(This article first appeared in The Hindu, dated January 28, 2012)
It took 14 years to make the 200-minute-long documentary “Jai Bhim Comrade” on Dalits.
Director Anand Patwardhan explains why.
A still from the documentary.
On January 9, in the bylanes of Byculla's BIT Chawl, a documentary was premiered after sundown. A huge white screen ensured that people from the three-storeyed buildings nearby could also view the film. For over three hours Anand Patwardhan's “Jai Bhim Comrade” took us on a musical-historical journey. Beginning with the rousing voice of Vilas Ghogre, we move quickly to the police killings in Ramabai Nagar in 1997. Suddenly, the camera takes us inside Ghogre's home, where he scribbled his last words before committing suicide on the fifth day after the police firing.
Why did the film take 14 years to make? “I wanted to continue filming till all the false cases against the people in the colony were removed, or until the police officers who had ordered the firing were sent to jail,” explains Patwardhan. The Ramabai Nagar case took its own natural course. Another thread was exploring the tension between caste and class. Patwardhan says, “Vilas was a Dalit who became a Marxist, but then chose to reassert his Dalit identity, by tying a blue scarf as he hung himself. I wanted to understand this seeming clash of identities. As Vilas was no more, I began filming others from his musical tradition. A few were Leftists like Vilas, others celebrated Dr. Ambedkar's life and message. I wanted to do justice to this whole spectrum.”
A still from the documentary
The spectrum is broad indeed — from a proud song describing the Dalit who became a barrister, to those that recount the travails of migrant workers to the city; from lullabies based on the teachings of the Buddha, to naughty qawaalis that celebrated sexuality equally by men and women. Almost each song is juxtaposed with evocative visuals — claustrophobic slum-dwelling illustrated by a chicken coop; “My barrister husband is coming home” juxtaposed with visuals of men sweeping the streets. As Patwardhan points out, this is not an ethnographic film. “It is a record of the people and events I encountered. Many were not recognised as singers. Saraswati Bansode was a housewife. Shanta Bai Gadpaile's husband was a poet and she remembers his songs. The tradition is so strong that ordinary people just sang.”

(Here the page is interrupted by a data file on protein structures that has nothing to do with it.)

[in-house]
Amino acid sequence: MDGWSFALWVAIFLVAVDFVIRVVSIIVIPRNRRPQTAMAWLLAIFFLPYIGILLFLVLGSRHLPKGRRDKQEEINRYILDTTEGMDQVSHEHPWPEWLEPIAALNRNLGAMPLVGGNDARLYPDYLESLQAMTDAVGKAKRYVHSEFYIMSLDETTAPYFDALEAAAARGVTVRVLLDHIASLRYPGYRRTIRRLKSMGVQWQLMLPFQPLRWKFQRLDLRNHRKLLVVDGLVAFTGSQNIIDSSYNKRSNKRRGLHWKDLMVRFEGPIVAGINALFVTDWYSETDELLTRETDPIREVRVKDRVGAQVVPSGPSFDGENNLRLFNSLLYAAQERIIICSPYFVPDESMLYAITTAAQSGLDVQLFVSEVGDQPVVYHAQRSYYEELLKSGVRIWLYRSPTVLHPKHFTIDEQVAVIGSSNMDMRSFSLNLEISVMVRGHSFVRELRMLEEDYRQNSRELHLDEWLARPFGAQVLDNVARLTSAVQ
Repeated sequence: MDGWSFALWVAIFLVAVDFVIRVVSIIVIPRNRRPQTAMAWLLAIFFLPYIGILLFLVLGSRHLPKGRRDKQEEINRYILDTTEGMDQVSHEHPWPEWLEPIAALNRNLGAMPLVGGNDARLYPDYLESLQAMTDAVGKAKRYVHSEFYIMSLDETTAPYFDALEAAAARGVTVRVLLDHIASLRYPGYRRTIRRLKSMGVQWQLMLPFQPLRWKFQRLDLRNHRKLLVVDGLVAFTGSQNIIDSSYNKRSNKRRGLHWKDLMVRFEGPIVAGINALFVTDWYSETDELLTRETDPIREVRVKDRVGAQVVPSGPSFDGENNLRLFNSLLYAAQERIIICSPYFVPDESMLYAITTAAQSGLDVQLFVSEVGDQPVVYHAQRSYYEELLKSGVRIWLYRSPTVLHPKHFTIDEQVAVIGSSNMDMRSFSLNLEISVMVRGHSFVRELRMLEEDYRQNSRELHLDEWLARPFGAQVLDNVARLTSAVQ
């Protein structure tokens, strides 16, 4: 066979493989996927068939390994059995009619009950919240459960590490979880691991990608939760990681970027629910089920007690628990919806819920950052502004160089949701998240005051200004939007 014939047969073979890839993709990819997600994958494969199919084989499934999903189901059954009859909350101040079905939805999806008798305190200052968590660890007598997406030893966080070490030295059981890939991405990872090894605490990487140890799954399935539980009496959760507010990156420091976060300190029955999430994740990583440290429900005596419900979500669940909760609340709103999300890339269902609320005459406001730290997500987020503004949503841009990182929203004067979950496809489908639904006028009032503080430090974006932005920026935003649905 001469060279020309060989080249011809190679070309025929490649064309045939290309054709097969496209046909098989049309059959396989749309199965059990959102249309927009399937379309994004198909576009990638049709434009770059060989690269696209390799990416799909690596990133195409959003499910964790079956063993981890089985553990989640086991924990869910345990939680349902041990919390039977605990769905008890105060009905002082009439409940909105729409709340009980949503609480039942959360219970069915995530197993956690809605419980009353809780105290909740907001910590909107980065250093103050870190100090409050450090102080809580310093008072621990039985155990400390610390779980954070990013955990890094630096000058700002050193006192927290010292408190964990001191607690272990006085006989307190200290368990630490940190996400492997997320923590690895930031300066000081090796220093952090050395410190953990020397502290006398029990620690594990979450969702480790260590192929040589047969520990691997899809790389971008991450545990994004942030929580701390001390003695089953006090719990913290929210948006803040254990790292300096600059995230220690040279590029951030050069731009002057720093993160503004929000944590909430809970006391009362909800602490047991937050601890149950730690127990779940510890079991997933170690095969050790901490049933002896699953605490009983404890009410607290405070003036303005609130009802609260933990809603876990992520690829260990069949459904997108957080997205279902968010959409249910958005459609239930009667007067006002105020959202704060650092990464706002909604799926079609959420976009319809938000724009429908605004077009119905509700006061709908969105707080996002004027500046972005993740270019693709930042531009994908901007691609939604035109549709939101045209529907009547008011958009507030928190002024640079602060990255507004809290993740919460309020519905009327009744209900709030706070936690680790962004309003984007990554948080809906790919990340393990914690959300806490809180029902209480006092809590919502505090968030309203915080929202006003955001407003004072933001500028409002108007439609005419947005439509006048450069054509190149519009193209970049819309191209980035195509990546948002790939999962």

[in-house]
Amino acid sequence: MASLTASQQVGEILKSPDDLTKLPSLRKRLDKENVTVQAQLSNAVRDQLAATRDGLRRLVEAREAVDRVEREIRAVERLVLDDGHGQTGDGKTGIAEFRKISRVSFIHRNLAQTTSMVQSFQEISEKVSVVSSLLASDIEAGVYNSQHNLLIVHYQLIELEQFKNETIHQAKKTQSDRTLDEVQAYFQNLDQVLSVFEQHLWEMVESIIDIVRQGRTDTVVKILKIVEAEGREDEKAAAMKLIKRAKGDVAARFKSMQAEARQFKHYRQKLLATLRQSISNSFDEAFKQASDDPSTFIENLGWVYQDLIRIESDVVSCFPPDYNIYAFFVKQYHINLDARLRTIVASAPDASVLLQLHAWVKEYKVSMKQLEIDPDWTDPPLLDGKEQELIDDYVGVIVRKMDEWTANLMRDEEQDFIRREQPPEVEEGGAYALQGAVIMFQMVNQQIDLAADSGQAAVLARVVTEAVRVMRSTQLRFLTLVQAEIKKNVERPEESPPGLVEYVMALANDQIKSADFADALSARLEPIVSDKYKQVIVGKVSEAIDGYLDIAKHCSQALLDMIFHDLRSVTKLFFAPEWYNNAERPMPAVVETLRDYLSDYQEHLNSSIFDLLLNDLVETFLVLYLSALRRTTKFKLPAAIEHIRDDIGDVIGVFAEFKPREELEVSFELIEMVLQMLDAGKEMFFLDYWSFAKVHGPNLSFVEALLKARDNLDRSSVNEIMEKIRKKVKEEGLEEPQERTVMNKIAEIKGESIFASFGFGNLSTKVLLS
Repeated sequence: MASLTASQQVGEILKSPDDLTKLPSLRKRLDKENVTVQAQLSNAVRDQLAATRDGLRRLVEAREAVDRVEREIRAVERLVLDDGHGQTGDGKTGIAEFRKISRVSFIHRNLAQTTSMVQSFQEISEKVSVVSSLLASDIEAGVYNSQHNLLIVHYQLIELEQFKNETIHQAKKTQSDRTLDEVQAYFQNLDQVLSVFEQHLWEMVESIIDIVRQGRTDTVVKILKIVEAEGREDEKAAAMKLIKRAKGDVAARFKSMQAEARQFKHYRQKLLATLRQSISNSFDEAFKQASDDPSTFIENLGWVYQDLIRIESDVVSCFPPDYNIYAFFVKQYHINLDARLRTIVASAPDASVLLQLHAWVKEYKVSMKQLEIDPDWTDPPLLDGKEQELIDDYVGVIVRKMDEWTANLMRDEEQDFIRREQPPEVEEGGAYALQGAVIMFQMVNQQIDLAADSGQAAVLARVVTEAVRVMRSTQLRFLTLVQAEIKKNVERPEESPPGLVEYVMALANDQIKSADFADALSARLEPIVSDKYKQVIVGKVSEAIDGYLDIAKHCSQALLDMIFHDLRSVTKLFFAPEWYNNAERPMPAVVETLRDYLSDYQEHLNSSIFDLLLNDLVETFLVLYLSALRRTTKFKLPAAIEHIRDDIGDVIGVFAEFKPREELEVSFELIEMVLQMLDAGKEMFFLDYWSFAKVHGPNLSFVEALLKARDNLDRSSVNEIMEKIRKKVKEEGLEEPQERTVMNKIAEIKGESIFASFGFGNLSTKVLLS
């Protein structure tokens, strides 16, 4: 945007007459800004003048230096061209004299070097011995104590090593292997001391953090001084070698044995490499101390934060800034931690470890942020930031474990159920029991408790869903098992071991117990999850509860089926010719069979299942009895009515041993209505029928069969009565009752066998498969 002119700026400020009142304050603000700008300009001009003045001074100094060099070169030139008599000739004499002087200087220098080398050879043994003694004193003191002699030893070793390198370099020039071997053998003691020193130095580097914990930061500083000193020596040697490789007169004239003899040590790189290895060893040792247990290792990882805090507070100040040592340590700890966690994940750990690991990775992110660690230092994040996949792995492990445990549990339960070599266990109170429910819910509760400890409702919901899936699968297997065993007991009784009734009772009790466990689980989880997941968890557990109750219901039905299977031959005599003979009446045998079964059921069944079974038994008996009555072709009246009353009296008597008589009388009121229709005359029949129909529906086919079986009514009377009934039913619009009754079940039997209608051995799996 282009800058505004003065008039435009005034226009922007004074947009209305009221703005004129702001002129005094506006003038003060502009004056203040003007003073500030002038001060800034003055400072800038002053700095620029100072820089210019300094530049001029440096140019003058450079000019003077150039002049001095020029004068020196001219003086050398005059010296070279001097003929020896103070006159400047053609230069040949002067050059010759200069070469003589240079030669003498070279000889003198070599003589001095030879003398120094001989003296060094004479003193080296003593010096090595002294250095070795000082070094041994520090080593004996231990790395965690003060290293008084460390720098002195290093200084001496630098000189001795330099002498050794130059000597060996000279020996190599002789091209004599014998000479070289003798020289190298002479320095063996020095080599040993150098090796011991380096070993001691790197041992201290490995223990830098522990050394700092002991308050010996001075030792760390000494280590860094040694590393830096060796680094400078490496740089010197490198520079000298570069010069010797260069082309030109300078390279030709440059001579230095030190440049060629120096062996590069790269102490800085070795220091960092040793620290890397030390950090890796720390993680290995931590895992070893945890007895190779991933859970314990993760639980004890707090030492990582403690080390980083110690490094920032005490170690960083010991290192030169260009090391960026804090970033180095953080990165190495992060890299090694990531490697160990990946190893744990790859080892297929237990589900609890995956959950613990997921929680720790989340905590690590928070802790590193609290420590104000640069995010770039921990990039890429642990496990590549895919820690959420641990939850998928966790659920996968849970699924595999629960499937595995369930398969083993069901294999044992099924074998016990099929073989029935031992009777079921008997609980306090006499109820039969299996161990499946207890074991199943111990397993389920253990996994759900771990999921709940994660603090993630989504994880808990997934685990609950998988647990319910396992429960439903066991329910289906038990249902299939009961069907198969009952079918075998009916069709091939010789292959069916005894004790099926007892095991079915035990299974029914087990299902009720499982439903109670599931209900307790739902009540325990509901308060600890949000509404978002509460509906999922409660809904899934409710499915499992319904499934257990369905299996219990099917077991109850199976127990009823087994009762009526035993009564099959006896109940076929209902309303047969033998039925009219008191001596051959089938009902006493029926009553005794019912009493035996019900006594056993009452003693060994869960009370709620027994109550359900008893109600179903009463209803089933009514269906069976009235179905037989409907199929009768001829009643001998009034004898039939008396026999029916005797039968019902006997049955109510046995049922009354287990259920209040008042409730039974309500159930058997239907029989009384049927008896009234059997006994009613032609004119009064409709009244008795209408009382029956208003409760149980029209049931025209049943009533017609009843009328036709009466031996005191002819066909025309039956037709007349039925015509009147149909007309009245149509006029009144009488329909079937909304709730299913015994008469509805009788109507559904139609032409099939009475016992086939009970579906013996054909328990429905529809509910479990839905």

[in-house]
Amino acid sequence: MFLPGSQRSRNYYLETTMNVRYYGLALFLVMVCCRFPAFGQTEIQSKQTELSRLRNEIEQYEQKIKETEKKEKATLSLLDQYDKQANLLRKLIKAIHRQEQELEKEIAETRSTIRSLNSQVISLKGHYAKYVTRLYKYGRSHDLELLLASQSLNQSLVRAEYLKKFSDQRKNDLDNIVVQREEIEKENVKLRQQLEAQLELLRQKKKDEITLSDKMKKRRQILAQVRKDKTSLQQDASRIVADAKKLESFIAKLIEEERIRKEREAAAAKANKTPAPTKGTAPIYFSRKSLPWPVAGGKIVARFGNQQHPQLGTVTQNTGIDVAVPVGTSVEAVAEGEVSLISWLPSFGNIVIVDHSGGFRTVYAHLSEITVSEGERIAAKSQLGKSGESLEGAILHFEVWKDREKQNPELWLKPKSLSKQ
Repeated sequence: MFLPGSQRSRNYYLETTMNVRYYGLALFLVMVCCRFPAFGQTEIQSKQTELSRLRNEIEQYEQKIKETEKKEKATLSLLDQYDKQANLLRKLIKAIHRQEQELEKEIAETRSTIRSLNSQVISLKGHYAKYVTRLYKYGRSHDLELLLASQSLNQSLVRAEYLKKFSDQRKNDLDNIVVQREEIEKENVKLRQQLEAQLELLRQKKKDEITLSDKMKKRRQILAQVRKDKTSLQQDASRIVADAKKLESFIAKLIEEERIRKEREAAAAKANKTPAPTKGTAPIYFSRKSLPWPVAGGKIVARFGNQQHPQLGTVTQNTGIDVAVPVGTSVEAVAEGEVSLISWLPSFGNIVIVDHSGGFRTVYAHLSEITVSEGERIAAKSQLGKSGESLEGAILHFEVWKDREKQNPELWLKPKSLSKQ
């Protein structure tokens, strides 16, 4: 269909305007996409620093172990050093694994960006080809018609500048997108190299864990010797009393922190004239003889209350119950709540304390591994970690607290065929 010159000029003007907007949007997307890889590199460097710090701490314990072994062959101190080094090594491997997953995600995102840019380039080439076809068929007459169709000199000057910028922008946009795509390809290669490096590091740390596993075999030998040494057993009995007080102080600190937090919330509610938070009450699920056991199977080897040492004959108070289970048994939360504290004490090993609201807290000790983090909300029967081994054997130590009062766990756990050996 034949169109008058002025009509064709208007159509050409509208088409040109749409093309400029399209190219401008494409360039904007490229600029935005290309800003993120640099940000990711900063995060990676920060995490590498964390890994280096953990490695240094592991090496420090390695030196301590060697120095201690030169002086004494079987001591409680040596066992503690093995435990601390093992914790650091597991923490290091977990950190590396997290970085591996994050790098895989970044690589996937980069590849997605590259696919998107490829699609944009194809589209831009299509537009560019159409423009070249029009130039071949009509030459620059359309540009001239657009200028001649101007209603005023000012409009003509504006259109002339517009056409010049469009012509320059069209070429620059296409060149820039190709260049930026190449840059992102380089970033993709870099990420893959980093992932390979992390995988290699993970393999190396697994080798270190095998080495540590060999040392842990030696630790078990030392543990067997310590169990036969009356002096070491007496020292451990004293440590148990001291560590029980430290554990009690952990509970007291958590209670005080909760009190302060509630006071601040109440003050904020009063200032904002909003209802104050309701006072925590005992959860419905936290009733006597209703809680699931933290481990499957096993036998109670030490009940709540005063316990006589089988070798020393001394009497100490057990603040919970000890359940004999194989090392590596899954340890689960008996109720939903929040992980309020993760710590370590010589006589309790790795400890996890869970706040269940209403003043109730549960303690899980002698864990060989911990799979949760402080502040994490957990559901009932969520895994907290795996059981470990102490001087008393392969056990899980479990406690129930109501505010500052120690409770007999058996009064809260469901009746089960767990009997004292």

Many songs in the film narrate the game politicians have played with Dalits. In one instance, at an Ambedkar Jayanti function, small boys are dancing to the tune of “In the Mumbai... we are the Bhai..” from Bollywood's “Shootout At Lokhandwala”. Somehow the lyrics fit — Dalits have been used by the underworld, as well as political parties.
Actual statistics higher
The mention of the Khairlanji incident was thus expected. “Official records show that two Dalits are raped and three killed daily. The actual statistics are higher. The film speaks of two other cases from Beed — a teacher murdered and a girl raped. So people cannot say that Khairlanji was a one-off incident which won't happen again. These incidents are part of our daily occurrence,” says Patwardhan.
The fact that instead of addressing this, Dalit leaders are busy flirting with the Congress or with Hindutva, got the audience to acknowledge the movement's weak leadership today. Several of them, including Dr. Ambedkar's grandson Anandrao, felt that the documentary was a wake-up call. But what generated most outrage was the way in which Kabir Kala Manch (KKM) was forced by the police to go underground.
Singers and poets
Patwardhan had met KKM in 2007 during a memorial meet at Ramabai Nagar. He followed these cultural activists and their families as they raised questions about the effects of a “development” that displaces the poor and Dalits alike. In June 2011, Sheetal Sathe and all the people from KKM had been pushed underground as they had been branded as Naxalites. “That's when I realised that I have to start showing this film. I want this country to understand who these singers and poets are so that people like Sheetal can come out in the open again and prove that they hadn't done anything wrong, anything more than speak up for the powerless,” says Patwardhan.
The premiere on January 9 had its effect. Born out of the Dalit movement, the film was going back to the same people on the day when they remember Dalit Panther theatre activist Bhagwat Jadhav. A resident of BIT Chawl, Jadhav was killed during a rally in 1974, when Shiv Sena supporters dropped a grinding stone on his head. Since then, every year, his family conducts a memorial talk. There couldn't have been a better tribute this year than the premiere of “Jai Bhim Comrade”.
A still from the documentary
“Basti screenings are a must. The intellectual class in India laps up and understands every political nuance of the developed world, but the reverse is not true. We like to be spoon-fed with over-simplified cliches, and that concession I have refused to make,” says Patwardhan, about his 200-minute-long documentary.
But tell him that this is his first documentary that has managed to get a Censor certificate without a major struggle, then he smiles, “Perhaps the democratic system is maturing? I think the upper castes know that they have been oppressing Dalits for thousands of years. If Dalits don't have a right to say ‘Gande Mataram', then who does?”